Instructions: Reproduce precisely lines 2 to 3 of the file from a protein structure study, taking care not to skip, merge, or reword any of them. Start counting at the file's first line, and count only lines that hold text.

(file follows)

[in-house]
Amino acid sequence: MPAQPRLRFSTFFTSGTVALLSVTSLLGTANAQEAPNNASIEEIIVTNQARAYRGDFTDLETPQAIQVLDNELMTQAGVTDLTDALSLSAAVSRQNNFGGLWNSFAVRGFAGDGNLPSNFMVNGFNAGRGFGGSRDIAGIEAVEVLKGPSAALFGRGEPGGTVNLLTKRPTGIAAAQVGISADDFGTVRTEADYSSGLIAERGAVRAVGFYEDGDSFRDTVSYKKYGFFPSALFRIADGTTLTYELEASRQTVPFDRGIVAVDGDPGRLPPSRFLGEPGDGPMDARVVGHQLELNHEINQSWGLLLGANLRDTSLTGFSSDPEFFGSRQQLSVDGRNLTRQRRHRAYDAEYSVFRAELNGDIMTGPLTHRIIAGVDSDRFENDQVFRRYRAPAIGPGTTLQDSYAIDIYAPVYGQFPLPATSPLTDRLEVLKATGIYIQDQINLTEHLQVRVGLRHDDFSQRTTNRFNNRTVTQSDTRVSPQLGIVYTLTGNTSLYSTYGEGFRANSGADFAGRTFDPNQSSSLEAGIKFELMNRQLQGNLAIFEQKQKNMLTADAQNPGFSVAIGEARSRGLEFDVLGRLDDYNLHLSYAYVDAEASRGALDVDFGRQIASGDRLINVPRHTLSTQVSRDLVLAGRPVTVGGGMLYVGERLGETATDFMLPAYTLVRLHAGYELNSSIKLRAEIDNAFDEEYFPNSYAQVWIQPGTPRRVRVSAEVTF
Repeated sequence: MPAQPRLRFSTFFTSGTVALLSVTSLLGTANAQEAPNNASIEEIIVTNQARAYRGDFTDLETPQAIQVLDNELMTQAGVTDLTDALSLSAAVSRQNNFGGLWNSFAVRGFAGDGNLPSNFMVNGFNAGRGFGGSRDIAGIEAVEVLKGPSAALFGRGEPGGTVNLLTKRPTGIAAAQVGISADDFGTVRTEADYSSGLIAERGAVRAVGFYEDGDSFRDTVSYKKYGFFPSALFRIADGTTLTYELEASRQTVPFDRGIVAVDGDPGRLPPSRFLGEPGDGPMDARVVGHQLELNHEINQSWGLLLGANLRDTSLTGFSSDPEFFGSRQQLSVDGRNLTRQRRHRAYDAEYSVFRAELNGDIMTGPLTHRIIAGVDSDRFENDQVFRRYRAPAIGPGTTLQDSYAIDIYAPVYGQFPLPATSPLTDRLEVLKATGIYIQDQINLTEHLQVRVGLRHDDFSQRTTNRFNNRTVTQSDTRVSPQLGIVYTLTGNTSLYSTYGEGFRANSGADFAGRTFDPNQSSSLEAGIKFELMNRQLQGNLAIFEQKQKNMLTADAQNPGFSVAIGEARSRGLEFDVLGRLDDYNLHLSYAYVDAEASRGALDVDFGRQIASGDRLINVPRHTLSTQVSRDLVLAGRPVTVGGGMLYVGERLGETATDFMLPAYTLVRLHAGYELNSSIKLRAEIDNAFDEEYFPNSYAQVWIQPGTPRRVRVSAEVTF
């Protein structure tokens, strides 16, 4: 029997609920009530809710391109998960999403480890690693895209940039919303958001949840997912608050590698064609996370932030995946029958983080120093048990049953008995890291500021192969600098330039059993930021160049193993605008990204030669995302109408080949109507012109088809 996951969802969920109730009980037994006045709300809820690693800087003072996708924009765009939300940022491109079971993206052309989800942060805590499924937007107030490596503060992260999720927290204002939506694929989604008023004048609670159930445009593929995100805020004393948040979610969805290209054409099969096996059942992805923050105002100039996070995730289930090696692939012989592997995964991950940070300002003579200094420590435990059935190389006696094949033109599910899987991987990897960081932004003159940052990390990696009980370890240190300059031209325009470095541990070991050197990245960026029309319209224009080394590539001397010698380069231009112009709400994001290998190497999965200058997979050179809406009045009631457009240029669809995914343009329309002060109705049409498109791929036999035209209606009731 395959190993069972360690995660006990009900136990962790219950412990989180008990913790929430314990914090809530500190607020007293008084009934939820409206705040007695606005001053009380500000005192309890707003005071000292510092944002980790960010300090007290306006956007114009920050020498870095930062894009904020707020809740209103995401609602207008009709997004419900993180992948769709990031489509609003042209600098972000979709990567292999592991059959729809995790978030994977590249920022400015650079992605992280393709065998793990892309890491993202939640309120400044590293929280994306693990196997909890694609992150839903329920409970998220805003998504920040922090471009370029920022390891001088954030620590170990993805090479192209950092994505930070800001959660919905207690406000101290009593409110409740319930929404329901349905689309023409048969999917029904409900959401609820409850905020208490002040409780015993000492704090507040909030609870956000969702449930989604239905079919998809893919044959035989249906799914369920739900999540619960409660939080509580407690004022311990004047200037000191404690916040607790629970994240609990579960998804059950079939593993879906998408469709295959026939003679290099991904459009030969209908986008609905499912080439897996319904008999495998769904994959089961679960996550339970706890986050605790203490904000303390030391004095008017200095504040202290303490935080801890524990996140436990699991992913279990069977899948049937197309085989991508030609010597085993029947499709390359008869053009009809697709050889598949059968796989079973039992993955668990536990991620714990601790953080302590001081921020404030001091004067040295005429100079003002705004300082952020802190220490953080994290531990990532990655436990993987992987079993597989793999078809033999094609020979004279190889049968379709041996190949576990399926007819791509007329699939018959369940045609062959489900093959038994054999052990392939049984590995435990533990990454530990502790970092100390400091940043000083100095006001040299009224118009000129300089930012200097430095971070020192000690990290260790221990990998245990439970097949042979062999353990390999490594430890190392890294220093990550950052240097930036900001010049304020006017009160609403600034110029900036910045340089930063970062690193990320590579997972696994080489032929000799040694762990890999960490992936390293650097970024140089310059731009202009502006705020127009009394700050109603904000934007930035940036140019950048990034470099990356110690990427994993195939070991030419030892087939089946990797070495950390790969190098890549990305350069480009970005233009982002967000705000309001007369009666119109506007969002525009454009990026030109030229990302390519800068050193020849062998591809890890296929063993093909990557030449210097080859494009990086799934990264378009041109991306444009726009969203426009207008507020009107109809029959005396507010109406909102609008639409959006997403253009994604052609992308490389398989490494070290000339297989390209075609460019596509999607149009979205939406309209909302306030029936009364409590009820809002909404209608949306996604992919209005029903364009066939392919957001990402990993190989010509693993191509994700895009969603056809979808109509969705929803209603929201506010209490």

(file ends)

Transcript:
Amino acid sequence: MPAQPRLRFSTFFTSGTVALLSVTSLLGTANAQEAPNNASIEEIIVTNQARAYRGDFTDLETPQAIQVLDNELMTQAGVTDLTDALSLSAAVSRQNNFGGLWNSFAVRGFAGDGNLPSNFMVNGFNAGRGFGGSRDIAGIEAVEVLKGPSAALFGRGEPGGTVNLLTKRPTGIAAAQVGISADDFGTVRTEADYSSGLIAERGAVRAVGFYEDGDSFRDTVSYKKYGFFPSALFRIADGTTLTYELEASRQTVPFDRGIVAVDGDPGRLPPSRFLGEPGDGPMDARVVGHQLELNHEINQSWGLLLGANLRDTSLTGFSSDPEFFGSRQQLSVDGRNLTRQRRHRAYDAEYSVFRAELNGDIMTGPLTHRIIAGVDSDRFENDQVFRRYRAPAIGPGTTLQDSYAIDIYAPVYGQFPLPATSPLTDRLEVLKATGIYIQDQINLTEHLQVRVGLRHDDFSQRTTNRFNNRTVTQSDTRVSPQLGIVYTLTGNTSLYSTYGEGFRANSGADFAGRTFDPNQSSSLEAGIKFELMNRQLQGNLAIFEQKQKNMLTADAQNPGFSVAIGEARSRGLEFDVLGRLDDYNLHLSYAYVDAEASRGALDVDFGRQIASGDRLINVPRHTLSTQVSRDLVLAGRPVTVGGGMLYVGERLGETATDFMLPAYTLVRLHAGYELNSSIKLRAEIDNAFDEEYFPNSYAQVWIQPGTPRRVRVSAEVTF
Repeated sequence: MPAQPRLRFSTFFTSGTVALLSVTSLLGTANAQEAPNNASIEEIIVTNQARAYRGDFTDLETPQAIQVLDNELMTQAGVTDLTDALSLSAAVSRQNNFGGLWNSFAVRGFAGDGNLPSNFMVNGFNAGRGFGGSRDIAGIEAVEVLKGPSAALFGRGEPGGTVNLLTKRPTGIAAAQVGISADDFGTVRTEADYSSGLIAERGAVRAVGFYEDGDSFRDTVSYKKYGFFPSALFRIADGTTLTYELEASRQTVPFDRGIVAVDGDPGRLPPSRFLGEPGDGPMDARVVGHQLELNHEINQSWGLLLGANLRDTSLTGFSSDPEFFGSRQQLSVDGRNLTRQRRHRAYDAEYSVFRAELNGDIMTGPLTHRIIAGVDSDRFENDQVFRRYRAPAIGPGTTLQDSYAIDIYAPVYGQFPLPATSPLTDRLEVLKATGIYIQDQINLTEHLQVRVGLRHDDFSQRTTNRFNNRTVTQSDTRVSPQLGIVYTLTGNTSLYSTYGEGFRANSGADFAGRTFDPNQSSSLEAGIKFELMNRQLQGNLAIFEQKQKNMLTADAQNPGFSVAIGEARSRGLEFDVLGRLDDYNLHLSYAYVDAEASRGALDVDFGRQIASGDRLINVPRHTLSTQVSRDLVLAGRPVTVGGGMLYVGERLGETATDFMLPAYTLVRLHAGYELNSSIKLRAEIDNAFDEEYFPNSYAQVWIQPGTPRRVRVSAEVTF